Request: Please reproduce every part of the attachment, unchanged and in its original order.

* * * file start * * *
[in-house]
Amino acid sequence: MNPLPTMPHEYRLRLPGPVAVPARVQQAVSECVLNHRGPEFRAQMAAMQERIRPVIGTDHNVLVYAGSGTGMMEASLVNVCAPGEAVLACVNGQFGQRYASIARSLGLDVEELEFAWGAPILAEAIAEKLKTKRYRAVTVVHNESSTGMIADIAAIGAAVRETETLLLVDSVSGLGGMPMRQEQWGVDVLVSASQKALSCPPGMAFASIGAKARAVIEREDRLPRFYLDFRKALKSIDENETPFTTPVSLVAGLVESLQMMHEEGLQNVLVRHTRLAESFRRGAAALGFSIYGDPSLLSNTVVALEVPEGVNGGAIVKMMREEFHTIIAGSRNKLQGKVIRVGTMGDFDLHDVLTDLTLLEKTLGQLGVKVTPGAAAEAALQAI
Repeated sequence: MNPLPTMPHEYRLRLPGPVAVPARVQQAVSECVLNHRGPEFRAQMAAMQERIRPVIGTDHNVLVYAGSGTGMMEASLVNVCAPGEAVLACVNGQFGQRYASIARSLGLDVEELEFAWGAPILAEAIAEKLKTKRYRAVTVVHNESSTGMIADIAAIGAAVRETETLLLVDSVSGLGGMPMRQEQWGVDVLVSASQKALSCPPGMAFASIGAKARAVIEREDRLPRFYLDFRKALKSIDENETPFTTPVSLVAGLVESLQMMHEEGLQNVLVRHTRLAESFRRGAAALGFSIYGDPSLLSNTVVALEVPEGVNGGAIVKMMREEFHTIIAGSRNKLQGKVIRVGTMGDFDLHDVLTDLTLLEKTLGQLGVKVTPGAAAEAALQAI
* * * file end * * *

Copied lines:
[in-house]
Amino acid sequence: MNPLPTMPHEYRLRLPGPVAVPARVQQAVSECVLNHRGPEFRAQMAAMQERIRPVIGTDHNVLVYAGSGTGMMEASLVNVCAPGEAVLACVNGQFGQRYASIARSLGLDVEELEFAWGAPILAEAIAEKLKTKRYRAVTVVHNESSTGMIADIAAIGAAVRETETLLLVDSVSGLGGMPMRQEQWGVDVLVSASQKALSCPPGMAFASIGAKARAVIEREDRLPRFYLDFRKALKSIDENETPFTTPVSLVAGLVESLQMMHEEGLQNVLVRHTRLAESFRRGAAALGFSIYGDPSLLSNTVVALEVPEGVNGGAIVKMMREEFHTIIAGSRNKLQGKVIRVGTMGDFDLHDVLTDLTLLEKTLGQLGVKVTPGAAAEAALQAI
Repeated sequence: MNPLPTMPHEYRLRLPGPVAVPARVQQAVSECVLNHRGPEFRAQMAAMQERIRPVIGTDHNVLVYAGSGTGMMEASLVNVCAPGEAVLACVNGQFGQRYASIARSLGLDVEELEFAWGAPILAEAIAEKLKTKRYRAVTVVHNESSTGMIADIAAIGAAVRETETLLLVDSVSGLGGMPMRQEQWGVDVLVSASQKALSCPPGMAFASIGAKARAVIEREDRLPRFYLDFRKALKSIDENETPFTTPVSLVAGLVESLQMMHEEGLQNVLVRHTRLAESFRRGAAALGFSIYGDPSLLSNTVVALEVPEGVNGGAIVKMMREEFHTIIAGSRNKLQGKVIRVGTMGDFDLHDVLTDLTLLEKTLGQLGVKVTPGAAAEAALQAI